House of Cards Season 3 made its debut on Netflix last week, bringing everyone’s favorite sleazy Washington politician back to our screens for another round of Machiavellian storytelling. This season, Frank Underwood is now President of the United States, and there is a heavy focus on foreign policy and international affairs. As part of the show’s foreign policy plot lines, the United Nations takes on a central role, which is at the same time exciting for the discerning global set, like UN Dispatch readers, who don’t often get to have an IR slant to their favorite TV shows. But it’s also a little bit cringe worthy, as reality was – not surprisingly – stretched and shaped to suit the show’s narrative.
Here are some ways in which House of Cards gets the UN wrong.
1. The UN General Assembly Approves a Peacekeeping Mission in the Middle East Instead of the Security Council
While it’s true that a UNGA resolution from 1950 – Resolution 377, or “Uniting for Peace” – exists to facilitate prompt action by the General Assembly in the case of a dead-locked Security Council, the mechanism has only been used 10 times since its inception, and only once in the context of a peacekeeping operation (the resolution was invoked in 1956 the General Assembly established the first UN Emergency Force in the Middle East, in the wake of the Suez Crisis.)
In the world of realpolitik, it seems dubious – if not fanciful – to imagine the US leading the charge to circumvent the Security Council to allow the deployment of a UN peacekeeping mission, particularly, of all places, in the explosive Middle East. Foreign policy is a long game, and this kind of action would lead to long-term repercussions – like Russia blocking every single US-supported resolution for the foreseeable future. In terms of ensuring the medium and long term viability of state cooperation and diplomacy, this story line is far-fetched. In fact, the notion of a peacekeeping mission itself in the Jordan Valley, which would include US and Russian troops, is borderline science-fiction.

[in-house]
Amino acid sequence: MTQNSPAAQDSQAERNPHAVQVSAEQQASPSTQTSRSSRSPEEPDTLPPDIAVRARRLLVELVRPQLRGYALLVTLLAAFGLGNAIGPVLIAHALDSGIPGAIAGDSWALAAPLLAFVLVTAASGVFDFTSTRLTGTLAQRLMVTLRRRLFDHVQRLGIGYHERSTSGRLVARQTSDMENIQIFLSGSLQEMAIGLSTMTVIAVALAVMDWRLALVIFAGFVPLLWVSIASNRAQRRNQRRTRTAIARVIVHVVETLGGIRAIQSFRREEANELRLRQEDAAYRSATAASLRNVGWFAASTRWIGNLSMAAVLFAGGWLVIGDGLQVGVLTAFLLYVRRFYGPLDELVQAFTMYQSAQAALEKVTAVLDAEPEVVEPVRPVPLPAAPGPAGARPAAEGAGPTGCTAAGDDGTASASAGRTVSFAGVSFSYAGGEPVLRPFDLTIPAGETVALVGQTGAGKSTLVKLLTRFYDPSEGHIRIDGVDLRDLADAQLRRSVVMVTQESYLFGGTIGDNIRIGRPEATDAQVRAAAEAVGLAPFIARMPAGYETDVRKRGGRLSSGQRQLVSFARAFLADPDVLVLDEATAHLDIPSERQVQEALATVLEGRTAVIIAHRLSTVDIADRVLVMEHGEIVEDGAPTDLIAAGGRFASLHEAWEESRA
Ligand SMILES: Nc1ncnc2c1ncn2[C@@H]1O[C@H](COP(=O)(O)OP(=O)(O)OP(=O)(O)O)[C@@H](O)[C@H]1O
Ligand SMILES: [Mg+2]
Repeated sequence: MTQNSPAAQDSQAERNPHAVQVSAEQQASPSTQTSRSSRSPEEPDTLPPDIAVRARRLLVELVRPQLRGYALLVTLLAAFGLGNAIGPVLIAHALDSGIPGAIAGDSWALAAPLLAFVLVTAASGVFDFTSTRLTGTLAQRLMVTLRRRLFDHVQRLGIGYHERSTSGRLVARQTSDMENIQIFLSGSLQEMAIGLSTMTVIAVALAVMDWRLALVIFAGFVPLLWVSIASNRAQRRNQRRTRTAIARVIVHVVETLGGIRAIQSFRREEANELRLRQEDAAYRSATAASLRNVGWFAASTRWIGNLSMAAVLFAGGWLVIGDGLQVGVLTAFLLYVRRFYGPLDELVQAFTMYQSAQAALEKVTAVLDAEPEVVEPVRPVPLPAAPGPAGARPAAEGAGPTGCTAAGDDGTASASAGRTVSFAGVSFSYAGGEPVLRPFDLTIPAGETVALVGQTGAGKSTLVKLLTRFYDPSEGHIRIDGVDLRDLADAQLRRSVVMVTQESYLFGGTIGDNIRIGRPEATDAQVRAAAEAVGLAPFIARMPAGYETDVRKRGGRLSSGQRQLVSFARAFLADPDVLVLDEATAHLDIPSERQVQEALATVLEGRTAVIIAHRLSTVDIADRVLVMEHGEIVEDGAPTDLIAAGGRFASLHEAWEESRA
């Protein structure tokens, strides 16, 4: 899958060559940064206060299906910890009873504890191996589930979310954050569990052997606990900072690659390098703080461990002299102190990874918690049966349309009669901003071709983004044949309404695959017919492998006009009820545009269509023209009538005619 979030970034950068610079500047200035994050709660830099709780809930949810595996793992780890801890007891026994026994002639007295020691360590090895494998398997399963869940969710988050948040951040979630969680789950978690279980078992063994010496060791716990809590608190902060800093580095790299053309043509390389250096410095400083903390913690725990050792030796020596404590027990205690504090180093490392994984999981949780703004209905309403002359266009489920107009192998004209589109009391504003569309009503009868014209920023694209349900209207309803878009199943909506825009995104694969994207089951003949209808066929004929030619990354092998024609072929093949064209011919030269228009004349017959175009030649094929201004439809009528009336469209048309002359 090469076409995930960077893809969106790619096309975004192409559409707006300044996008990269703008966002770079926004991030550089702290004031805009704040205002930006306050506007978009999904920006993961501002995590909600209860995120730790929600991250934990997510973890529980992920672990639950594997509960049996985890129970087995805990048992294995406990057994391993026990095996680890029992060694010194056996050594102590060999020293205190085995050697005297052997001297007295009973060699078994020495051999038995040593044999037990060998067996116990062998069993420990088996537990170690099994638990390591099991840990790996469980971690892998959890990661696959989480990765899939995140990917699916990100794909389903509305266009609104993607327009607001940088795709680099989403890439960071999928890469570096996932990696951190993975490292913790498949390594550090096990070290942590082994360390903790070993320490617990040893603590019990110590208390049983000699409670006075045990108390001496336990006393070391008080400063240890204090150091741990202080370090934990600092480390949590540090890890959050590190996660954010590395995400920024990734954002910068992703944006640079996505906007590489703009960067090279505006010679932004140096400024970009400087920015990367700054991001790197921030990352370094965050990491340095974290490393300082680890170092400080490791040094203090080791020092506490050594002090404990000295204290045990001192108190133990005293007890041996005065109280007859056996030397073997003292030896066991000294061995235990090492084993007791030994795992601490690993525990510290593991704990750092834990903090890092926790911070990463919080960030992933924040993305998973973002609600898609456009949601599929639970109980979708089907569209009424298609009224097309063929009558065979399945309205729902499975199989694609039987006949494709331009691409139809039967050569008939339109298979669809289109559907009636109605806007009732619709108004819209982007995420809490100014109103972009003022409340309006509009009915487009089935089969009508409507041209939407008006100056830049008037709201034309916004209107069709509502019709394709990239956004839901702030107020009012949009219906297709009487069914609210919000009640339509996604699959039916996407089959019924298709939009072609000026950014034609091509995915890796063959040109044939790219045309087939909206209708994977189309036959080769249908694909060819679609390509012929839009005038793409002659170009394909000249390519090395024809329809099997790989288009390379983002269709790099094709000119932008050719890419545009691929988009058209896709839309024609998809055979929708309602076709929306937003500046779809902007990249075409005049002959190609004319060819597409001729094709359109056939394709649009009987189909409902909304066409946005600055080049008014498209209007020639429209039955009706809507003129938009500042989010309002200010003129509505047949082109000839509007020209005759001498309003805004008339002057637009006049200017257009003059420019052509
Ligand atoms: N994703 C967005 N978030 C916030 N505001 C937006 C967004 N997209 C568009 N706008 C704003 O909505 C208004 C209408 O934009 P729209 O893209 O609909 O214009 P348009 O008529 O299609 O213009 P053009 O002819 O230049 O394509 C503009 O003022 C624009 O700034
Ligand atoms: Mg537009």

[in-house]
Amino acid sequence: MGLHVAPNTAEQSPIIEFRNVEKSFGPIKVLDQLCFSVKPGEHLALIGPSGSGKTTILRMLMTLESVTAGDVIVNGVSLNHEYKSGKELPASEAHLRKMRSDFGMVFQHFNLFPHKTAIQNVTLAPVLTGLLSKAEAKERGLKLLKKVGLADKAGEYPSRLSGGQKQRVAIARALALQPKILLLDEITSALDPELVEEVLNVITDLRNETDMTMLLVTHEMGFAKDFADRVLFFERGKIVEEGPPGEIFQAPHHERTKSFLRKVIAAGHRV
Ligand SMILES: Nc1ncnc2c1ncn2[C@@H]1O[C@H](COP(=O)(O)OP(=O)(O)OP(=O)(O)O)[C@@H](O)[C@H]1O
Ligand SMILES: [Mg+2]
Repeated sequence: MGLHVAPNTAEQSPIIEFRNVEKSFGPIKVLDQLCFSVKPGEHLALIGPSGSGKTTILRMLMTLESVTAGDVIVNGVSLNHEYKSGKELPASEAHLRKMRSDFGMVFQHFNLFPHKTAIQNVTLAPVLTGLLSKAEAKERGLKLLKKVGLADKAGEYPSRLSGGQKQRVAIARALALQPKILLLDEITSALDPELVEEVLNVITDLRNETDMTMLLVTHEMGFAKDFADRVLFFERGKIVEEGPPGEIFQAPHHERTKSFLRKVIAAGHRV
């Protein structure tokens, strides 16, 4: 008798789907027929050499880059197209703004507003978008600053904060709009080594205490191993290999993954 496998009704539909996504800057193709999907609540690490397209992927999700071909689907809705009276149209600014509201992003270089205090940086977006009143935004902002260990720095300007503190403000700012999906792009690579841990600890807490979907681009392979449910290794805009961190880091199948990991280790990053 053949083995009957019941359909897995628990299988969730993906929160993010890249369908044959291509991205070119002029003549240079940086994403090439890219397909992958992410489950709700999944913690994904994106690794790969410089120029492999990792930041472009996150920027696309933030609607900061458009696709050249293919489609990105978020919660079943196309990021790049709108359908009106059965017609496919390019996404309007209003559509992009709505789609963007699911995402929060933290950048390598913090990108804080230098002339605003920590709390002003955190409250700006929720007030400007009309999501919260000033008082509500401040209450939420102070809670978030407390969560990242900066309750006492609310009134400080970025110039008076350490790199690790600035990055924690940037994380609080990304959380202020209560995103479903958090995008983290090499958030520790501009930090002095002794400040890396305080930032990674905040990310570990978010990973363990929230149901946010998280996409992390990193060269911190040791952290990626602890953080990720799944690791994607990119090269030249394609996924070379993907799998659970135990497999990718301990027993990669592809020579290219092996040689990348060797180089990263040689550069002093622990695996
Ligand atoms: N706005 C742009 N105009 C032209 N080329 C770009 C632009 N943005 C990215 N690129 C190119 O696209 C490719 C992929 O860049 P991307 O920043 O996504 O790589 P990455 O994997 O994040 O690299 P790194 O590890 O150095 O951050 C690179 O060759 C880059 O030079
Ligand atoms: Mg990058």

2. The Secretary-General Has the Power to Control Peacekeeping Operations
The UN Charter gives the Security Council primary responsibility for the maintenance of international peace and security – the Secretary-General of the United Nations does not direct peacekeeping missions in a way that is akin to how a head of state would control a national military deployment. This is primarily because the UN, and especially the peacekeeping department, relies on the contributions from UN members; it does not have its own troops or forces, and the commanding of peacekeeping missions is devolved to the military apparatus of member states. So when President Underwood talks about “calling the Secretary-General” in relation to the peacekeeping troops in the Jordan Valley, it seems he is expecting the SecGen to take some kind of action – which of course, in the real world, he would have no ability to.
3. African Command of a Peacekeeping Operation is a “Poison Pill”
For some reason, Israel tries to derail the peacekeeping operation by insisting that Zimbabwe take control of the military command of the operation, which is described as a “poison pill” – indeed, with African command, it seems understood that the peacekeeping mission is doomed to fail. In the real world, African military leadership of successful peacekeeping missions are very common. Currently, for instance, nearly half of the current UN peacekeeping missions have African military leadership (the peacekeeping operations in Sudan, South Sudan, Liberia, the Central African Republic, Mali and Pakistan – for example.)
4. The US Ambassador to the UN Wields All Kinds of Power in Washington
This one is less about the UN then about the influence of the UN ambassador in politics. In Season 3, much of the story centers around the appointment of Underwood’s wife, Claire, as the US Ambassador to the UN. While there are precedents for the unlikely recess appointment depicted in the show (John Bolton, under George W. Bush, was similarly appointed and never confirmed), the amount of power and influence Claire Underwood wields as US Ambassador to the UN is extremely unlikely. The power is more derived from that she’s the First Lady than her position as Permanent Representative of the United States at the United Nations.
It suits the storyline well for Claire Underwood to be in every top-level cabinet meeting or with the joint chiefs of staff, but, in the real world, big foreign policy decisions are not generally made by fiat of the UN ambassador.
Of course, as with every show worth watching, viewers have to suspend disbelief – after all, this is a fictional story. What do you think? Is there anything that House of Cards does capture accurately about the United Nations?